Four years imprisonment for criticizing crisis management in Wuhan


The case was quickly ticked off. Shortly after the trial started on Monday morning in Shanghai’s Pudong industrial district, the verdict was passed: Journalist Zhang Zhan received four years ‘imprisonment for “disseminating false information” after she had reported critical of the authorities’ surveillance methods to contain the corona virus in the metropolis of Wuhan. The maximum sentence was five years.

Zhang denied the allegation. She has received all the information firsthand from residents of Wuhan.

The live reports that Zhang had distributed via WeChat, Twitter and the YouTube video channel from February 2020 onwards became very popular. The authorities thus targeted the woman. On May 15, the 37-year-old ex-lawyer suddenly disappeared in Wuhan without a trace. It was later revealed that she is in Shanghai Police Custody. The journalist was alleged, according to court documents, of “fueling controversy and unrest” with her reporting – an allegation that dissidents, activists and journalists in China are often confronted when they have fallen out of favor with state organs.

Zhang was charged two weeks ago, and she stood before the People’s Court on Monday. Except for a few close relatives and friends, no spectators were allowed. People who had gathered in front of the building in the morning hours, including some foreign diplomats, were pushed away by security officers, according to The Guardian newspaper, citing eyewitnesses.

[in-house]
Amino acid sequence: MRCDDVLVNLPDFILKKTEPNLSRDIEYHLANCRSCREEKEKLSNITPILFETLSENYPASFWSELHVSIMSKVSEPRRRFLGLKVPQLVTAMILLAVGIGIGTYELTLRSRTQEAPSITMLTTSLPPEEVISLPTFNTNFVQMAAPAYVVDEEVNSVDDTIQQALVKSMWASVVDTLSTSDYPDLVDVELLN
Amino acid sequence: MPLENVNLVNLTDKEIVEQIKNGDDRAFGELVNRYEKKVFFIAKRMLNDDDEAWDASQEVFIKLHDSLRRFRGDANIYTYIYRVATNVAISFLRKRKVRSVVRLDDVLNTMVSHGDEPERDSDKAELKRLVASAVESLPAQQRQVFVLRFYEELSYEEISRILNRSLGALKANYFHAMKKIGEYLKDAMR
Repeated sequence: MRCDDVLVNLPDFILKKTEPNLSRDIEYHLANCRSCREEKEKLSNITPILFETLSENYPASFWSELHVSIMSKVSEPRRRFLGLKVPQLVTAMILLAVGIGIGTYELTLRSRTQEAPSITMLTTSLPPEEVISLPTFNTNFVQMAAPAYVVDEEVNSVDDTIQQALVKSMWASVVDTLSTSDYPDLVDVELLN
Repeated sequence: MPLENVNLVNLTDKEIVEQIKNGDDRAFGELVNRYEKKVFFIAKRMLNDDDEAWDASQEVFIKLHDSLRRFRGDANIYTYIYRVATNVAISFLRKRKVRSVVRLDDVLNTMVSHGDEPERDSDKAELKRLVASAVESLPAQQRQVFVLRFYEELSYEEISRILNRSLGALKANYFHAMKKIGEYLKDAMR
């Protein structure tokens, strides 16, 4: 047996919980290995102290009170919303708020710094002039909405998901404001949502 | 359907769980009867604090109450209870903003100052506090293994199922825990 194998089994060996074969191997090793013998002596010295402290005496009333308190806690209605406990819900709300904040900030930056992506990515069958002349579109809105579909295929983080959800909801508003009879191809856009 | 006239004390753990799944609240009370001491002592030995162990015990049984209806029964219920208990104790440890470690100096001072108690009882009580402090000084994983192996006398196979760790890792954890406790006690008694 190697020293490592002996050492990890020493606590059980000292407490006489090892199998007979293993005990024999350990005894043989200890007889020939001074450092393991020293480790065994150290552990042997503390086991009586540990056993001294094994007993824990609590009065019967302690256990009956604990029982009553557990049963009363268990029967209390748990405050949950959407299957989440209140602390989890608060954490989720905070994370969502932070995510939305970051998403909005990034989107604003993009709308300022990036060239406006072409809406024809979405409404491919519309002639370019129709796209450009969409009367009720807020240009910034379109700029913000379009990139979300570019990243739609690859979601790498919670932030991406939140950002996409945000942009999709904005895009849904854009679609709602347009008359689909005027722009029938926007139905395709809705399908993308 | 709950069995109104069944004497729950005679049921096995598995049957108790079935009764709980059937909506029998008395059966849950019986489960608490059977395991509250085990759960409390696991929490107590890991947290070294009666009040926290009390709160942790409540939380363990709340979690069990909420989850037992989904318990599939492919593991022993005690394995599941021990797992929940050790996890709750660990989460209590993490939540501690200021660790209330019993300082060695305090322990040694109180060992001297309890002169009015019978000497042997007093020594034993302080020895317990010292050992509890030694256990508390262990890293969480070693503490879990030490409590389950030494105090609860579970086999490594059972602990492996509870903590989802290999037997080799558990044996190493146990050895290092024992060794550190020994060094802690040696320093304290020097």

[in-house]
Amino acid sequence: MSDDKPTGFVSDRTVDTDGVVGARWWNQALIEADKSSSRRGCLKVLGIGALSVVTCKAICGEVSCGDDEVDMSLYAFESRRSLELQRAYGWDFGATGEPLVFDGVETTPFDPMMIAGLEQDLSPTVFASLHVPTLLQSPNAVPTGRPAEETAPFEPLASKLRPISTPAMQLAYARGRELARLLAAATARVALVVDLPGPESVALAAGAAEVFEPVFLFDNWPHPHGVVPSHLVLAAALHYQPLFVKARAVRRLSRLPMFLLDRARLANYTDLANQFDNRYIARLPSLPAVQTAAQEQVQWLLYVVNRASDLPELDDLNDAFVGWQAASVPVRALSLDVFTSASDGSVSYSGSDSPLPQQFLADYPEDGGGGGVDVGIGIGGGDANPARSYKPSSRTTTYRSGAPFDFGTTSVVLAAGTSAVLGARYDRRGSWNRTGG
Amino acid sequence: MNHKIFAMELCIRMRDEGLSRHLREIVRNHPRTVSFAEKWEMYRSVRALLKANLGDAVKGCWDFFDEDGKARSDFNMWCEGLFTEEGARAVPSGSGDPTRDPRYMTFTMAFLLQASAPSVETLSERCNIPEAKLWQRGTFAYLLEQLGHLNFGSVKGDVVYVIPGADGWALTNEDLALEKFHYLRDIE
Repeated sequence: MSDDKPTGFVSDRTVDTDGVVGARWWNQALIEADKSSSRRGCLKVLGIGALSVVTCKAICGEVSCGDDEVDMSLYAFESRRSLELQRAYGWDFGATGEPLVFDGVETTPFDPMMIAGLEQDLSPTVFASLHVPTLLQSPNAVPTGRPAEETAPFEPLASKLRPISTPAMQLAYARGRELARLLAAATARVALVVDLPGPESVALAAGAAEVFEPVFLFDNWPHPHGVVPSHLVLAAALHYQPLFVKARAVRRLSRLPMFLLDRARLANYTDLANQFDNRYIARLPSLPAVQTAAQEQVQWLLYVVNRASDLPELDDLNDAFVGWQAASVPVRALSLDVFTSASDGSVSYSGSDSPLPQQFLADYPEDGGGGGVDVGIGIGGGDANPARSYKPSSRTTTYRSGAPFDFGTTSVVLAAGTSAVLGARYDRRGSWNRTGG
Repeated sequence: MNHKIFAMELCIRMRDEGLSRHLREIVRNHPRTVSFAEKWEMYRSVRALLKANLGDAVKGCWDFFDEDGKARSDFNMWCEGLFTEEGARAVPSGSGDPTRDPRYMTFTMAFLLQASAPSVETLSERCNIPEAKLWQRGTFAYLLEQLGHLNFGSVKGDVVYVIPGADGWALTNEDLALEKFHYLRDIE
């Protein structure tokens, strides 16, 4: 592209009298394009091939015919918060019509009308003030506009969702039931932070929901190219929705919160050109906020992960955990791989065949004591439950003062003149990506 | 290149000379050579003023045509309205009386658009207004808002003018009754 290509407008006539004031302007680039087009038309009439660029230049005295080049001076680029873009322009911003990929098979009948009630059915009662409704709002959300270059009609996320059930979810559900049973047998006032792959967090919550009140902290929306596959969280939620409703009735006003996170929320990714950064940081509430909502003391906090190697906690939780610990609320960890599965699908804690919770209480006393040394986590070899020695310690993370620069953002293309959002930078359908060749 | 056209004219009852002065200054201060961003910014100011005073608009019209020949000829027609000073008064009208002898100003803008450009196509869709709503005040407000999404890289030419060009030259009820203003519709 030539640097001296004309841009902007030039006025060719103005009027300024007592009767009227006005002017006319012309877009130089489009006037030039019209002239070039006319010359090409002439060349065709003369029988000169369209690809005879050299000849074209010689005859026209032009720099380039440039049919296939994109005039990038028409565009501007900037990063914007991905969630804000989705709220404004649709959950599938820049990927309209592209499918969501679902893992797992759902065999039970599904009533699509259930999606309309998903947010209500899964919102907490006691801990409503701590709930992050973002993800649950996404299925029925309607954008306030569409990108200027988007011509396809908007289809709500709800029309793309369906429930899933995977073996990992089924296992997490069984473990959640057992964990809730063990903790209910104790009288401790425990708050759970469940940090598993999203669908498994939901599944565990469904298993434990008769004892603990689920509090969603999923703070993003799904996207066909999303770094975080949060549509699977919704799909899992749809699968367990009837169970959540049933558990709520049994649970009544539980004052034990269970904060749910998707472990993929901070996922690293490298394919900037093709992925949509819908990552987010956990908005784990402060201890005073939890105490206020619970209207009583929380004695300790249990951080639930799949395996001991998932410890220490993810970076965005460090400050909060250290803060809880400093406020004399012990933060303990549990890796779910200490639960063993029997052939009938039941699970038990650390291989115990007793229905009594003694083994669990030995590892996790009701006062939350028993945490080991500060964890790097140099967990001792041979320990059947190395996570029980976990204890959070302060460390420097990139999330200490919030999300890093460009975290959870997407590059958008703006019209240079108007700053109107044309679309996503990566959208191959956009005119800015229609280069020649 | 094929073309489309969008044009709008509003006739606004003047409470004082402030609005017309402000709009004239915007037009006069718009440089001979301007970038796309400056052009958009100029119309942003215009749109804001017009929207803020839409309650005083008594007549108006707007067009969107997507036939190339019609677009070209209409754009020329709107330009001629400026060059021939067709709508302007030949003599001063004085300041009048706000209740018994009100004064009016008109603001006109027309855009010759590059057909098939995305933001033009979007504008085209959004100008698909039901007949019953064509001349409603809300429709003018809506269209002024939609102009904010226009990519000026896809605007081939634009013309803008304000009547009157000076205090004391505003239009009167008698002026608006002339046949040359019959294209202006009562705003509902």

In a wheelchair, shaved bald

Zhang himself appeared shaved and in a wheelchair in the courtroom. Her lawyer Zhang Keke said her health was “extremely bad.” The journalist has lost 15 to 20 kilos since her arrest. She feels “psychologically exhausted, as if every day was torture”. The blogger went on a hunger strike in June and was reportedly force-fed. Zhang, who is in solitary confinement, has been forced to wear shackles and her hands have been handcuffed continuously for more than three months. There is great concern for their health and their physical and mental integrity, warn human rights organizations.

In Wuhan, the corona virus was first detected in humans at the end of last year. On January 23, the city and later the entire region were completely cordoned off, the residents were not allowed to leave their apartments and were meticulously monitored by the authorities via the Internet. The virus was largely pushed back in China itself due to the rigorous isolationist and quarantine measures. The country’s leadership has been praising its approach for months as a success story that must not be scratched. After Zhang’s sentencing, half a dozen other journalists are waiting to be tried. They included Fang Bin, whose whereabouts were unknown since he was arrested in February, and Chen Mei and Cai Wei, who are due to be tried in Beijing.

After escaping from court

Ten citizens from Hong Kong who attempted to flee to Taiwan for fear of the new security law also face rigorous prison sentences. Among them is Andy Li, a prominent figure in the democracy movement. The court charged eight of the defendants of illegally crossing the border. Two other defendants were also charged with organizing illegal border crossings. They all stood before the judge for the first time on Monday in the southern Chinese city of Shenzhen. You belong to the “Hong Kong 12”, a group of twelve activists who were arrested, arrested and brought to China in August while fleeing on a speedboat. This process also takes place behind closed doors, reporters and Western diplomats were undesirable.

The State Security Act, which came into force in June this year in the Special Administrative Region, is directed against activities that Beijing regards as subversive, separatist or conspiratorial.(what / dpa / red.)

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